WHO South-East Asia Journal of Public Health
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 Table of Contents  
PERSPECTIVE
Year : 2021  |  Volume : 10  |  Issue : 3  |  Page : 63-72

Financing health care in the WHO South-East Asia Region: time for a reset


1 Health, Nutrition and Population Global Practice, South Asia, The World Bank, Washington DC, United States of America
2 Department of Health Systems Development, World Health Organization Regional Office for South-East Asia, New Delhi, India
3 Health, Nutrition and Population Global Practice, South Asia, the World Bank, New Delhi, India

Date of Web Publication26-Feb-2021

Correspondence Address:
Dr Ajay Tandon
Health, Nutrition and Population Global Practice, South Asia, The World Bank, Washington DC
United States of America
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DOI: 10.4103/2224-3151.309879

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  Abstract 

The coronavirus disease 2019 (COVID-19) pandemic is having a devastating impact and continues to take its toll in the World Health Organization South-East Asia Region. In addition to its direct impact on morbidity and mortality, the pandemic is adversely affecting economic activity as a result of lockdowns and voluntary social distancing. The average per capita economic contraction among South-East Asia Region countries is currently projected to be 5.3% in 2020, suggesting severe consequences for financing for health and sustaining progress towards universal health coverage. Health financing systems in many countries of the region – characterized by extremely low levels of public financing and a predominance of out-of-pocket spending – have contributed to weaknesses in primary health care (PHC), including in relation to pandemic preparedness and containing COVID-19. Without sustained countercyclical public spending and an increased priority for health in government budgets, countries will be likely to see a slowdown or even reversal in growth in public financing for health, which is already at a low level in several countries of the region. In the face of this economic adversity and fiscal tightening, efforts to improve the efficiency and equity of public spending on health will be key, especially for strengthening PHC and enhancing cost-effectiveness in terms of the choice and delivery of interventions. To this end, countries must emphasize the public health focus, improve targeting of public financing towards the poor and vulnerable, reduce fragmentation and duplication of financing flows, leverage strategic purchasing and cut wasteful spending. The COVID-19 pandemic also presents an opportunity to reset how health systems and PHC are prioritized and adequately financed in the countries of the South-East Asia Region, as areas of core public investment that not only contribute to better health outcomes but also are critical for ensuring a sustained economic recovery.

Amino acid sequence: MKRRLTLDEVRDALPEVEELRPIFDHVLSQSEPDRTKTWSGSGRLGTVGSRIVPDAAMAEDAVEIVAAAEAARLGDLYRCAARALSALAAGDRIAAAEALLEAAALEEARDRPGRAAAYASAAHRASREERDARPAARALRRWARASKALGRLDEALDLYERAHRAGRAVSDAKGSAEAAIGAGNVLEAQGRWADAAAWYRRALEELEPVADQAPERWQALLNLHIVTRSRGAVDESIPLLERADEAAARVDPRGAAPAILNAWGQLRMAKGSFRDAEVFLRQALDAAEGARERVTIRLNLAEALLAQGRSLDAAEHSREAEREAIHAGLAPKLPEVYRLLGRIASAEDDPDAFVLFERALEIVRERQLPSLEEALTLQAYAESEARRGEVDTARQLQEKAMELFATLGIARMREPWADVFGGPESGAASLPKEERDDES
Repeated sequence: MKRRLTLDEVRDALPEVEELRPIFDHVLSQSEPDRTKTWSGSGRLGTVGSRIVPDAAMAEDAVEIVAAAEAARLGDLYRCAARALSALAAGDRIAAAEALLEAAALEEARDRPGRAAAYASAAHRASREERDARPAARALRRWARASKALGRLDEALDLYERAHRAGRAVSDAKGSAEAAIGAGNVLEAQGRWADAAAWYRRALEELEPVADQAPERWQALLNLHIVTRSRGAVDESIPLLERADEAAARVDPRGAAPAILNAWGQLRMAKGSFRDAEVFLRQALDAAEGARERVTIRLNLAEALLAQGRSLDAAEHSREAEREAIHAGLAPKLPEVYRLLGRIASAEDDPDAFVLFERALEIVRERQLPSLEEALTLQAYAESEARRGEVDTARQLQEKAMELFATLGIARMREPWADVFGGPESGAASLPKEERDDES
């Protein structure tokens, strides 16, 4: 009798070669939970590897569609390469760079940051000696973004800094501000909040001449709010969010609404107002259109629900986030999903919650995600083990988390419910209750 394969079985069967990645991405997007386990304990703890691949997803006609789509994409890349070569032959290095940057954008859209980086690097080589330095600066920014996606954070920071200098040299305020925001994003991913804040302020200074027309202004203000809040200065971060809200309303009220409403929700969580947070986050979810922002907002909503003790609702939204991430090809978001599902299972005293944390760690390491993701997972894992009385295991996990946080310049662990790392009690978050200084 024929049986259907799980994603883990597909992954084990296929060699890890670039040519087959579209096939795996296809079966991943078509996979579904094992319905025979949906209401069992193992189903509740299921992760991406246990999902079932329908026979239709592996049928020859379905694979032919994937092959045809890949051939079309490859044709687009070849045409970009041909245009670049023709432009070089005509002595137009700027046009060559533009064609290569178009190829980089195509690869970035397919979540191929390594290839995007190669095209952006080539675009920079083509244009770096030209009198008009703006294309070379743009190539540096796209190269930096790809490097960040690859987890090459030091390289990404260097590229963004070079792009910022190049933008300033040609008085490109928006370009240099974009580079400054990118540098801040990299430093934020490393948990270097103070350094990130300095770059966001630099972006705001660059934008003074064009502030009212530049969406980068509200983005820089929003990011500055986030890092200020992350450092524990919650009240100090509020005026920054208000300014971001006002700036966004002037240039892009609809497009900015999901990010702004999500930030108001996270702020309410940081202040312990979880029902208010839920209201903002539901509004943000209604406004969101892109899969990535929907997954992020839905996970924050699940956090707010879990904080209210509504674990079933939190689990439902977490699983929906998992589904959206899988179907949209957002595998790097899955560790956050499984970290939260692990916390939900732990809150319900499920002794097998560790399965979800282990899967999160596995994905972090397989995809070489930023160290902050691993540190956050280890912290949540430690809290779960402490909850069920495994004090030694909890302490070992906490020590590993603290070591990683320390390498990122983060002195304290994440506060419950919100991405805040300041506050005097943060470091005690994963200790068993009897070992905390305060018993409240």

Keywords: COVID-19, economic impact, health financing, primary health care


How to cite this article:
Tandon A, Oliveira Cruz V, Bhatnagar A, Wang H, Haque T, Jhalani M. Financing health care in the WHO South-East Asia Region: time for a reset. WHO South-East Asia J Public Health 2021;10, Suppl S1:63-72

How to cite this URL:
Tandon A, Oliveira Cruz V, Bhatnagar A, Wang H, Haque T, Jhalani M. Financing health care in the WHO South-East Asia Region: time for a reset. WHO South-East Asia J Public Health [serial online] 2021 [cited 2021 Apr 21];10, Suppl S1:63-72. Available from: http://www.who-seajph.org/text.asp?2021/10/3/63/309879


  Introduction Top


The coronavirus disease 2019 (COVID-19) pandemic is having a devastating impact globally. As of 2 December 2020, there have been more than 63 million confirmed cases worldwide and almost 1.5 million deaths, with the elderly and those with comorbidities suffering the most.[1] Because of weaknesses in testing and the registration of deaths, the actual numbers of cases and deaths are likely to be much higher. In addition to the direct impact of COVID-19 on morbidity and mortality, there are concerns about its longer term health impact among those who have recovered.[2] Although some countries have managed to contain the spread of COVID-19 using lockdowns combined with testing, tracing and isolation protocols, cases continue to rise in other countries. In addition, even among some countries that had initially contained the disease, subsequent waves are being observed, such as the one presently being experienced in the northern hemisphere, where colder weather is correlated with higher rates of indoor mixing of people. These challenges are expected to remain until vaccines are widely available and an effective treatment is found. Lockdown- and fear- induced declines in utilization of routine health services – especially those delivered at the primary health care (PHC) level such as immunization, antenatal care, and the detection and management of communicable and noncommunicable diseases – have also been recorded.[3],[4] Despite utilization levels returning to pre-crisis levels, these declines are likely to have a longer term impact on population health.